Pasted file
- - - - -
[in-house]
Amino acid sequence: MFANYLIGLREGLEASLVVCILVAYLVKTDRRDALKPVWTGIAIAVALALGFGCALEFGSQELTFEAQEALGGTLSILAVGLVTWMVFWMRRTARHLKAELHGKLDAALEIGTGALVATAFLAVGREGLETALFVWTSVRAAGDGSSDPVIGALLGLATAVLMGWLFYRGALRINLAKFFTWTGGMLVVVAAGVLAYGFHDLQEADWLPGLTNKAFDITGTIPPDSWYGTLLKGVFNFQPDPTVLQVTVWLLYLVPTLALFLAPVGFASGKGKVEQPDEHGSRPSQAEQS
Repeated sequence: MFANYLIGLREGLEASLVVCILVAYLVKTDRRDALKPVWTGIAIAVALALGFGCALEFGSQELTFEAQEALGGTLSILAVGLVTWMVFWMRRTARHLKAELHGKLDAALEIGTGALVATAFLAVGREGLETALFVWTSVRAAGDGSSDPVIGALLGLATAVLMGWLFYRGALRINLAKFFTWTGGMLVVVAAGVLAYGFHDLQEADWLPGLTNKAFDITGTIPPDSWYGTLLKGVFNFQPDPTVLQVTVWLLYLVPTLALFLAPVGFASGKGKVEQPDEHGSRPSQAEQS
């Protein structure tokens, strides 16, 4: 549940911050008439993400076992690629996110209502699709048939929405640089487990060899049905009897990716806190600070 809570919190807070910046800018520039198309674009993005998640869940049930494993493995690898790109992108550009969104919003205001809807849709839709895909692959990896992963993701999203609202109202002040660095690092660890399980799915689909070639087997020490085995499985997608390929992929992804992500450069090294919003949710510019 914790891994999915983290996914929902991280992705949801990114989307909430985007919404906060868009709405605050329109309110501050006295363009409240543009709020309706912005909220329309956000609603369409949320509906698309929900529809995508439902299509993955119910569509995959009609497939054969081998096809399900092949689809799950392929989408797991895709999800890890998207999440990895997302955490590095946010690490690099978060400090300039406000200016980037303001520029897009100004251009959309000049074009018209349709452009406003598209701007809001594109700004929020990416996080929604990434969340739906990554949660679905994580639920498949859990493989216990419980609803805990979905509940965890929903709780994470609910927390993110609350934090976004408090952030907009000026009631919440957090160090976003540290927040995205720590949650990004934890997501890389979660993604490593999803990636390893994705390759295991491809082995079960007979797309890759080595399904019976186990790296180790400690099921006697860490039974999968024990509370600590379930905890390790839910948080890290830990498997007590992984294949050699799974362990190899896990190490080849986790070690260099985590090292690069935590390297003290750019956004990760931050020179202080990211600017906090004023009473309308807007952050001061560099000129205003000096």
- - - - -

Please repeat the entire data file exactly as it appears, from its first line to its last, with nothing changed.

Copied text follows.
[in-house]
Amino acid sequence: MFANYLIGLREGLEASLVVCILVAYLVKTDRRDALKPVWTGIAIAVALALGFGCALEFGSQELTFEAQEALGGTLSILAVGLVTWMVFWMRRTARHLKAELHGKLDAALEIGTGALVATAFLAVGREGLETALFVWTSVRAAGDGSSDPVIGALLGLATAVLMGWLFYRGALRINLAKFFTWTGGMLVVVAAGVLAYGFHDLQEADWLPGLTNKAFDITGTIPPDSWYGTLLKGVFNFQPDPTVLQVTVWLLYLVPTLALFLAPVGFASGKGKVEQPDEHGSRPSQAEQS
Repeated sequence: MFANYLIGLREGLEASLVVCILVAYLVKTDRRDALKPVWTGIAIAVALALGFGCALEFGSQELTFEAQEALGGTLSILAVGLVTWMVFWMRRTARHLKAELHGKLDAALEIGTGALVATAFLAVGREGLETALFVWTSVRAAGDGSSDPVIGALLGLATAVLMGWLFYRGALRINLAKFFTWTGGMLVVVAAGVLAYGFHDLQEADWLPGLTNKAFDITGTIPPDSWYGTLLKGVFNFQPDPTVLQVTVWLLYLVPTLALFLAPVGFASGKGKVEQPDEHGSRPSQAEQS
């Protein structure tokens, strides 16, 4: 549940911050008439993400076992690629996110209502699709048939929405640089487990060899049905009897990716806190600070 809570919190807070910046800018520039198309674009993005998640869940049930494993493995690898790109992108550009969104919003205001809807849709839709895909692959990896992963993701999203609202109202002040660095690092660890399980799915689909070639087997020490085995499985997608390929992929992804992500450069090294919003949710510019 914790891994999915983290996914929902991280992705949801990114989307909430985007919404906060868009709405605050329109309110501050006295363009409240543009709020309706912005909220329309956000609603369409949320509906698309929900529809995508439902299509993955119910569509995959009609497939054969081998096809399900092949689809799950392929989408797991895709999800890890998207999440990895997302955490590095946010690490690099978060400090300039406000200016980037303001520029897009100004251009959309000049074009018209349709452009406003598209701007809001594109700004929020990416996080929604990434969340739906990554949660679905994580639920498949859990493989216990419980609803805990979905509940965890929903709780994470609910927390993110609350934090976004408090952030907009000026009631919440957090160090976003540290927040995205720590949650990004934890997501890389979660993604490593999803990636390893994705390759295991491809082995079960007979797309890759080595399904019976186990790296180790400690099921006697860490039974999968024990509370600590379930905890390790839910948080890290830990498997007590992984294949050699799974362990190899896990190490080849986790070690260099985590090292690069935590390297003290750019956004990760931050020179202080990211600017906090004023009473309308807007952050001061560099000129205003000096």